Once again, prosecutions across the globe were the overarching theme of cartel enforcement in 2016, according to Allen & Overy.
Mature and developing competition authorities alike demonstrated an appetite for substantial fines and aggressive enforcement—from the European Commission (a perennial powerhouse) that imposed its largest amount in fines ever of over US$4.09 billion, to the Korea Fair Trade Commission (a recent “five-star-rated” antitrust enforcer) that topped APAC enforcers with $764.81 million in fines, to the South African Competition Commission (a relative newcomer) that levied its largest single cartel fine ever of $110.7 million.
The theme is likely to continue, with enforcement regimes expanded in Chile and on the way to being implemented in ASEAN countries such as Thailand and the Philippines.
This year also ushered in renewed commitments to international co-operation from antitrust enforcers, culminating in an update by U.S. authorities to their Antitrust Guidelines for International Enforcement and Cooperation that was proposed “to reflect the growing importance of antitrust enforcement in a globalized economy….”
But 2016 comes to a close among swirling political winds that warn of more inwardly focused, nationalistic times to come. The backlash against globalization was felt most dramatically with votes in the U.S. and the UK.
The new political headwinds against globalization suggest that co-operations could be scaled back, which could change strategic decision-making for multinationals.
And cartel enforcement is likely to be no exception. While any changes are unlikely to result in less cartel enforcement, evolving views on jurisdiction, comity and adequate deterrence will no doubt pose new challenges for authorities seeking to coordinate, and thus for companies trying to navigate, global cartel investigations.
What to watch for in 2017
From the U.S.: It appears unlikely that the U.S. will breach the $1 billion fine mark again in FY2017. The Antitrust Division’s fine total dropped precipitously this year following the high watermark of $2.85 billion in FY2015. A similarly modest enforcement year appears to be in store for the Division, as its public investigations appear focused on more tailored markets and it faces the prospect of engaging in protracted litigation in connection with recently indicted cases.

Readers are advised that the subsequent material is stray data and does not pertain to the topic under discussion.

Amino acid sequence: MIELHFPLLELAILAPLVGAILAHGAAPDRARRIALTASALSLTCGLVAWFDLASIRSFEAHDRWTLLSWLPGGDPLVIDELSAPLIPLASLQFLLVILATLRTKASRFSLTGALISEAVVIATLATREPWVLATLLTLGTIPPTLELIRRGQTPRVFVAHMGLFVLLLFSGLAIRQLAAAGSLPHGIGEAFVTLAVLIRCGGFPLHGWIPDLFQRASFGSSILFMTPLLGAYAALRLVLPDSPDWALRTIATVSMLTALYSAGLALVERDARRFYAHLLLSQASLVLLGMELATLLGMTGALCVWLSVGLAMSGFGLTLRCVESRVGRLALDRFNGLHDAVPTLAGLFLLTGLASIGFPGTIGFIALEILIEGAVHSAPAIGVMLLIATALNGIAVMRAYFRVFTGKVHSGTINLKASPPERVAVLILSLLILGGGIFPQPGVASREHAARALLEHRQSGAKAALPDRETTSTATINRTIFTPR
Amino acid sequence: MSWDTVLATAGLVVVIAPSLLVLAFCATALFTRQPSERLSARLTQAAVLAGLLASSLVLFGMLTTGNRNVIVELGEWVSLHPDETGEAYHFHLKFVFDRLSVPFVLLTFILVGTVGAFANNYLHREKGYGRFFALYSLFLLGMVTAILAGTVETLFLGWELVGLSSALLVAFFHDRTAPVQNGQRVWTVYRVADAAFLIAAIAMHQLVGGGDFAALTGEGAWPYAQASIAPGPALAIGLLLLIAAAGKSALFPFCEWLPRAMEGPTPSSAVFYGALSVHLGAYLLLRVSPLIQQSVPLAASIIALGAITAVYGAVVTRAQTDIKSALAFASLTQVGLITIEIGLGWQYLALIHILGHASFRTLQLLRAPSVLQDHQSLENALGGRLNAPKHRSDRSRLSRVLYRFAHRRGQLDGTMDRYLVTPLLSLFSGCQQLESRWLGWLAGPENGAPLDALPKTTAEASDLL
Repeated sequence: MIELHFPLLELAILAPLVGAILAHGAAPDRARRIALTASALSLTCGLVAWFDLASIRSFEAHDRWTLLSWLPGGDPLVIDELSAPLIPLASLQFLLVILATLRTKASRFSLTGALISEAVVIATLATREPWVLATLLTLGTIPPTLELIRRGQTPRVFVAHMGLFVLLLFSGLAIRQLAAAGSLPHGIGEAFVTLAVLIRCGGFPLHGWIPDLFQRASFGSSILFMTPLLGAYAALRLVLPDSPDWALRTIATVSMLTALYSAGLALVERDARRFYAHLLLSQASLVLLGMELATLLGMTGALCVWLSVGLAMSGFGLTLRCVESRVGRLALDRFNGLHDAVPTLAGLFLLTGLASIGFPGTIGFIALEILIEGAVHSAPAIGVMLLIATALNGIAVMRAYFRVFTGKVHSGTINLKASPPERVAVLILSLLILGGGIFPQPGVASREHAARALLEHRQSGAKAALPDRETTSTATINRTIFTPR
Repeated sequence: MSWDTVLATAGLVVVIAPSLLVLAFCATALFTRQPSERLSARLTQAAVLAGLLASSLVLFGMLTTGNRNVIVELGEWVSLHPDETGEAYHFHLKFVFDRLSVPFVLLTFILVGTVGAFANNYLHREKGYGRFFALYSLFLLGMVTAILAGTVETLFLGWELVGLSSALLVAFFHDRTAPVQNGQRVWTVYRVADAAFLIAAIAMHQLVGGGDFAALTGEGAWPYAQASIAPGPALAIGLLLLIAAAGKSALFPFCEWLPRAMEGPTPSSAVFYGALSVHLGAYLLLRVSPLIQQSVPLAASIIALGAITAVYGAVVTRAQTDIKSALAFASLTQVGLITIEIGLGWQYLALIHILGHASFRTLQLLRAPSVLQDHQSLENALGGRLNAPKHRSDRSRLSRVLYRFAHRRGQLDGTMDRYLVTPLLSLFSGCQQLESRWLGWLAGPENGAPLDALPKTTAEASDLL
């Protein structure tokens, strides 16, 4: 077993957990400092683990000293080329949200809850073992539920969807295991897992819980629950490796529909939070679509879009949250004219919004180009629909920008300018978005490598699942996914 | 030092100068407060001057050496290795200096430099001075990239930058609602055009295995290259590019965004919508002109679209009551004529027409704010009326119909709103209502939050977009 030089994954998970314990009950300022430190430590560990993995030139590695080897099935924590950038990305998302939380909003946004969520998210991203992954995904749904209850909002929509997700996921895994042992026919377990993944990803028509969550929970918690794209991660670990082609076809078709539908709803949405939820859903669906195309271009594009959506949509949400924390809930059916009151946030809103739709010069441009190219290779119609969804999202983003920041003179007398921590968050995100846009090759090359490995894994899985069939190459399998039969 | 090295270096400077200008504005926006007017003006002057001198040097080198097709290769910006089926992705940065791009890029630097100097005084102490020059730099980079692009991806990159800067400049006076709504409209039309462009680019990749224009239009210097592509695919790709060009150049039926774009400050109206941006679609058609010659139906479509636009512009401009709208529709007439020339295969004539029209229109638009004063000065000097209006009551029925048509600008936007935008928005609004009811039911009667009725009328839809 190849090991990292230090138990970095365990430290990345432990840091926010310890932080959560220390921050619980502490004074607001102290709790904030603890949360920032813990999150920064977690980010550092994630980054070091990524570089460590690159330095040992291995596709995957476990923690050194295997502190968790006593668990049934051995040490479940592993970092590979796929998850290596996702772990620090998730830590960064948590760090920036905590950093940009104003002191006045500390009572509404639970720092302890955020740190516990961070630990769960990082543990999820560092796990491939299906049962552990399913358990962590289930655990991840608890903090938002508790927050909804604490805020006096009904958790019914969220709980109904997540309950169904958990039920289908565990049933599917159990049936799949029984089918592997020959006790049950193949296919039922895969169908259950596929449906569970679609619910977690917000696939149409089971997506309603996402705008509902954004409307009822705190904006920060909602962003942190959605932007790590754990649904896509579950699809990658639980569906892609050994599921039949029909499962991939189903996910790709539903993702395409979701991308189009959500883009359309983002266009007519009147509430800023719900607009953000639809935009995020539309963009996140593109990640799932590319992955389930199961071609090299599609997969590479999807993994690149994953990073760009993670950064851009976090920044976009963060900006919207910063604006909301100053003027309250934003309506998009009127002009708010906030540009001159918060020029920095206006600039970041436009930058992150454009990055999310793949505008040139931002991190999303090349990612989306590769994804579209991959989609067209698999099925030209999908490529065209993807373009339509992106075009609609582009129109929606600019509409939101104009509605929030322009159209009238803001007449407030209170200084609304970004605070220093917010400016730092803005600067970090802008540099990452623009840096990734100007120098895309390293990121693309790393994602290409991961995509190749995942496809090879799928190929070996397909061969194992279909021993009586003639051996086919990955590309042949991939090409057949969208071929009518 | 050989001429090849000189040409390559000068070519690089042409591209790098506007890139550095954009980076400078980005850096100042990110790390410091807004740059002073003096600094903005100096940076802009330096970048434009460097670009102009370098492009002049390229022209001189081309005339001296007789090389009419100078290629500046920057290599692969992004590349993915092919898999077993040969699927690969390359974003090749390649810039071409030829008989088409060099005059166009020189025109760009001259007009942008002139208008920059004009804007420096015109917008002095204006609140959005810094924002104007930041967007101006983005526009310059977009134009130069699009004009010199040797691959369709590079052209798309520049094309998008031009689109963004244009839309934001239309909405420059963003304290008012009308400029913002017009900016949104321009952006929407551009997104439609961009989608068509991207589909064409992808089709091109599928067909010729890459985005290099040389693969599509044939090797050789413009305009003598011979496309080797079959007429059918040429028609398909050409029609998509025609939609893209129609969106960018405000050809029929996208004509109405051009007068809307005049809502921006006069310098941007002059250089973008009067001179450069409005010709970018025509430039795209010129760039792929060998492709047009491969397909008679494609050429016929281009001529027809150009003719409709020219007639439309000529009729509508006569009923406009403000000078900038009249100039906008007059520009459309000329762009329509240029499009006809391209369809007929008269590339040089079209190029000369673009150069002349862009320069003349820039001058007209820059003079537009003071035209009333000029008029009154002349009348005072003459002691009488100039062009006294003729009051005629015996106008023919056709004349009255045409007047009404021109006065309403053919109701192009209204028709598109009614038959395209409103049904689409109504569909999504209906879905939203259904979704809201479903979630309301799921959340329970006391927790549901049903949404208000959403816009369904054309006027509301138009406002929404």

From Europe: Allen & Overy expects substantial fines from the European Commission again in 2017. This is likely to be the result, in large part, of the Commission’s numerous reported, but as yet unresolved, financial services investigations.
From APAC: Allen & Overy also expects the Korea Fair Trade Commission to continue its aggressive streak, with the authority vowing to increase its monitoring of cartel-related activity, particularly in the intermediary goods, commodities and public sectors.
From BRICS: Despite its slumping figures for the past two years, we expect to see Brazil’s Administrative Council for Economic Defense (CADE) post substantial fines in 2017. In November, CADE reported that it maintained about 30 active investigations linked to Operation Car Wash, the investigation and prosecution of corruption and collusion in Petrobras contracting, and that it is set to receive 300% more applications for leniency in 2016 than in 2015.